• The Court is signaling government to increase government transparency (within the many limitations imposed) and improve their open government information procedures or risk losing court cases. The behavior of government departments, including on the central level, in dealing with open government information requests seen in the cases indicates that educating government officials on compliance with the legislation is needed.
  • The cases are needed guidance to the lower courts.  Because the Open Government Information Regulations are not specific enough, they create difficulties for the lower courts trying to apply them to a large range of cases raising many different legal issues.  The 2011 judicial interpretation does not deal with the principal recurring issues. These cases help unify judicial standards on a range of issues.
  • The cases send a message to the general public that the courts are protecting the interests of the individual against government action (or inaction) and that these disputes can be resolved through litigation rather than petitioning.
  • The cases provide a heads up to companies and their lawyers that members of the public (or competitors) may attempt to access their information submitted to or relating to their transactions with government.

What are the 10 cases?

Li Guangyu, the deputy head of the administrative division of the Court, who was involved in drafting the 2011 judicial interpretation on open government information, highlighted the cases and the issues raised.  As discussed in earlier blogposts,the typical/model cases are not full decisions by the lower courts, but brief summaries.  The important part is the section labeled “significance of the case.” Brief highlights include:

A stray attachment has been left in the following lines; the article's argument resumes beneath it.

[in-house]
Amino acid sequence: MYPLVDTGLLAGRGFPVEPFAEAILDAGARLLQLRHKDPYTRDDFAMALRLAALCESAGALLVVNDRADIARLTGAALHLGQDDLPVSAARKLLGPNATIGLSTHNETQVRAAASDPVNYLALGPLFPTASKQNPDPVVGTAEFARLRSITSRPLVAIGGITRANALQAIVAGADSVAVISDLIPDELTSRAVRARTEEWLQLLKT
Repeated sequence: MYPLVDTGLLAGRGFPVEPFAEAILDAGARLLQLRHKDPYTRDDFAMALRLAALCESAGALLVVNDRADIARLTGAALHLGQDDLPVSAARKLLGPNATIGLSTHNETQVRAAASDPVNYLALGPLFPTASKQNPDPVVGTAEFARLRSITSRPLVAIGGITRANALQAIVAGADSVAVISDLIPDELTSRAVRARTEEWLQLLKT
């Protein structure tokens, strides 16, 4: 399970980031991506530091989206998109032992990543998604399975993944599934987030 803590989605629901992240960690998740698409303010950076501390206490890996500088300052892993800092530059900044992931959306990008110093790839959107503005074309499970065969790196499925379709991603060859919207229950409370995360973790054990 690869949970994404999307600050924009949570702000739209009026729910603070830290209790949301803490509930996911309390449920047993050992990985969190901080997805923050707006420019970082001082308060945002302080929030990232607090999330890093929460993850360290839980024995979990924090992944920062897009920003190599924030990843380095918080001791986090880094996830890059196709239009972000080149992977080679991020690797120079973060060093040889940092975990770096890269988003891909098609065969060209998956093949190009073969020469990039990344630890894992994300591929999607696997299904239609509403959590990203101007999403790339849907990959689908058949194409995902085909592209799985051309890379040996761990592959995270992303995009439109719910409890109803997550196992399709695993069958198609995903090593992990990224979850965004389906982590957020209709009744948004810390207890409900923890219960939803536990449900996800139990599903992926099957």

1. Case one (relates to the release of an environmental impact statement. According to earlier reports, many open government information cases have involved citizen demands for the release of this information.
  2. Case two, Xi Mingqiang v. the Ministry of Public Security. As could be expected, the information requested was classified, and the court refused release.  It is unclear whether the court considered whether the information had been properly classified.
  3. Case three, Wang Zongli v. the Tianjin Heping District Real Estate Administration Bureau (Tianjin Bureau), relating to a major social issue, the expropriation of real property and compensation of owners. The plaintiff demanded the release of the contract signed by the developer with a center under the Bureau for payment of government fees for expropriation (which would reveal the gap between the compensation to owners and the amount paid to government (issues discussed here).  The court determined that the Tianjin Bureau had failed to address whether the information requested by the plaintiff was considered a commercial secret.
  4. Case four,  Wang Zhengquan v. Hecheng [Shandong] Real Estate Administration Bureau, (relates to another major social issue, the allocation of low cost rental housing), involving the conflict between personal privacy (of the persons allocated housing) and the individual’s right to know;
  5. Case five, relates to issues in case three, the expropriation of rural land and the compensation of farmers, and the refusal of local government to release documents related to expropriation of land.  These issues already account for many  “mass incidents” and are likely to becoming even more important with the government’s planned urbanization of the countryside.
  6. Case six: Zhang Hongjun v. Rugao Municipal Price Bureau, in which the plaintiff challenged fees imposed by a township government, raising issues of access to government internal information.